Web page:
Educators use classic stage plays to teach young students
Published: May 24, 2017 05:18 PM

 A scene from To Kill a Mockingbird Photo: Courtesy of Mu Wen



A student from Beijing No.4 High School reads the program for To Kill a Mockingbird on Tuesday. Photo: Courtesy of Mu Wen

"That poor black man!" murmured 14-year-old Li Chengguo (pseudonym) as he sat in front of the stage watching a scene from the adaptation of the Western classic To Kill a Mockingbird in which Tom Robinson is convicted despite his attorney making an excellent case for his innocence.

Li and several hundred of his schoolmates watched the English-language drama, staged by the Montana Repertory Theatre from the US and three of Li's schoolmates, on Tuesday at their school - Beijing No.4 High School.

"Although it was too difficult to understand everything from beginning to end, I was still able to understand many lines and the storyline," a 13-year-old girl surnamed Wu told the Global Times after the show. Wu mentioned that notes and character introductions provided by her schoolmate Chen Yuetian, who played the character of Walter Cunningham in the play, helped her and her classmates better understand the drama, which was held as part of the ongoing Meet in Beijing Arts Festival.

Understanding others

A Western classic popular among not only high school students in the US, but also those in China, To Kill a Mockingbird by late writer Harper Lee has a quite large readership in China. Teachers often assign it for after-class reading and it is also often part of the curriculum at many universities.

The story, renowned for its warmth, takes place in the 1930s, more than eighty years ago.

"Kids may not be familiar with the history, but they can learn about that history through this timeless story," Alan Clark, an assistant cultural affairs officer with the US Embassy in Beijing, told the Global Times on Tuesday.

"Children can see how people think and what kind of racial issues were in the past. They can get real sense of both justice and injustice and how important it is to treat everyone as an individual."

Greg Johnson, artistic director of the Montana Repertory Theatre, echoed this sentiment in an e-mail to the Global Times, "The ideas and themes of To Kill a Mockingbird are universal and hence our Chinese audiences will understand the very human struggles and triumphs of the people in our production." 

Education through experience

The cooperation between the Montana Repertory Theatre and Beijing No.4 High School came after Wang Xiuqin, vice director of the China Arts and Entertainment Group, watched the school's drama society perform the musical Les Miserables two years ago.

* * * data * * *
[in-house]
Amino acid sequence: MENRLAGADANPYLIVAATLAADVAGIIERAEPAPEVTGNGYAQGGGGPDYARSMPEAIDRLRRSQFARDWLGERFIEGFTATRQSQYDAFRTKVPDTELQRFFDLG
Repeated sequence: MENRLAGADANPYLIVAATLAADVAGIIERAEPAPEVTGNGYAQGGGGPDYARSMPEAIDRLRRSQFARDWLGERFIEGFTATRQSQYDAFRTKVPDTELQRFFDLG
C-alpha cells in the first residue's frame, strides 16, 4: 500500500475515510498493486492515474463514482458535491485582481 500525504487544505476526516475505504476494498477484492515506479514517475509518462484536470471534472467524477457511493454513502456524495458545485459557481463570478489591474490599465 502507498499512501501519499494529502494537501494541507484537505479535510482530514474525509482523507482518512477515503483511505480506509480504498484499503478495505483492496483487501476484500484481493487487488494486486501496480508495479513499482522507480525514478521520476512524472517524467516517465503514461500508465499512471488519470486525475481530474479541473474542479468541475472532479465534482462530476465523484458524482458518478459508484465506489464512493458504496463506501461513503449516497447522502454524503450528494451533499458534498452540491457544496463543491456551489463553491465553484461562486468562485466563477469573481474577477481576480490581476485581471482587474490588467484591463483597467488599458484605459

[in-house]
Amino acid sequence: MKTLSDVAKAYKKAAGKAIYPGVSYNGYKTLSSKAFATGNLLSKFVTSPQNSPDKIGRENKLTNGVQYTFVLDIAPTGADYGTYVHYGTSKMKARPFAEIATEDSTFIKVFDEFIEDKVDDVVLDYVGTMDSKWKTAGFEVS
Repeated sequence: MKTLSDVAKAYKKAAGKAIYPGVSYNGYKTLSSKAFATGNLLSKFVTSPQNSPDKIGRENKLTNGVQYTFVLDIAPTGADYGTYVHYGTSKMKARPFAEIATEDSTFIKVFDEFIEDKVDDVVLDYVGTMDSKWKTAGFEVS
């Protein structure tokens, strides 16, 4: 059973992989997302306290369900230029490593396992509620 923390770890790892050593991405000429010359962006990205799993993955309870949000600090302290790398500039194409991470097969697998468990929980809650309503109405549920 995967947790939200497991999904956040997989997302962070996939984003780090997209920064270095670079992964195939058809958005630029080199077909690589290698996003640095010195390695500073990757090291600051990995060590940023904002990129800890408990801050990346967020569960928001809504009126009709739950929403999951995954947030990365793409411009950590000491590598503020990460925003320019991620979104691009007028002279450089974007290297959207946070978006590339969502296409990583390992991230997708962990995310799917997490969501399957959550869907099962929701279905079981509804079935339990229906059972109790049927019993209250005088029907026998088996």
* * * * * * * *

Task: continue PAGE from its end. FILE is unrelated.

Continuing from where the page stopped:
"I imagined I'd see an amateur high school club put on such a good a musical. I've seen the Broadway version in New York, so I could tell that they really performed well and that they must have spent a great deal of time on the production," Wang told the Global Times.

Impressed, he decided to help them reach a bigger stage.

Since 2005, many of the top elementary schools and high schools in first-tier cities in China including Beijing, Shanghai, and Guangzhou, capital of South China's Guangdong Province have started to establish drama clubs to help students better understand literary classics from both China and the West.

Take Beijing No. 4 High School for example. It has established not only a Chinese drama club that has put on stage productions such as Thunderstorm by Cao Yu (1910-96) and Teahouse by Lao She (1899-1966), but also an English drama club, which has performed English-language dramas and musicals including Les Miserables and Phantom of the Opera

"It is a complete different experience to perform a classic than it is to listen to a lecture about it. Having students become those characters in the story and experience how they suffered is a great way to educate them," Liu Changming, Beijing No.4 High School's principal, said at a seminar after the performance on Tuesday.

With this theory in mind, young teachers at the school have done everything they can to help encourage students to take to the stage both at school and elsewhere, including international stages. One teacher at the school, Wang Xiaoning, has taken the school's English drama club to take part in the Edinburgh Fringe and Avignon Festival.

"Staging a drama is not just about letting these children say a few lines on stage or dancing and singing. Instead, we hope they can experience the life of each character, which is also a process by which they can learn about themselves and others," said Yang Cheng, a director from the China National Theatre for Children.

"You may not meet anyone like the characters in a story your whole life, but you should know what they experienced and why they made the decisions they did. The meaning of life doesn't lie in how much you know, but how much you experience," echoed Yu Hongyan, a teacher at Beijing No. 4 High School.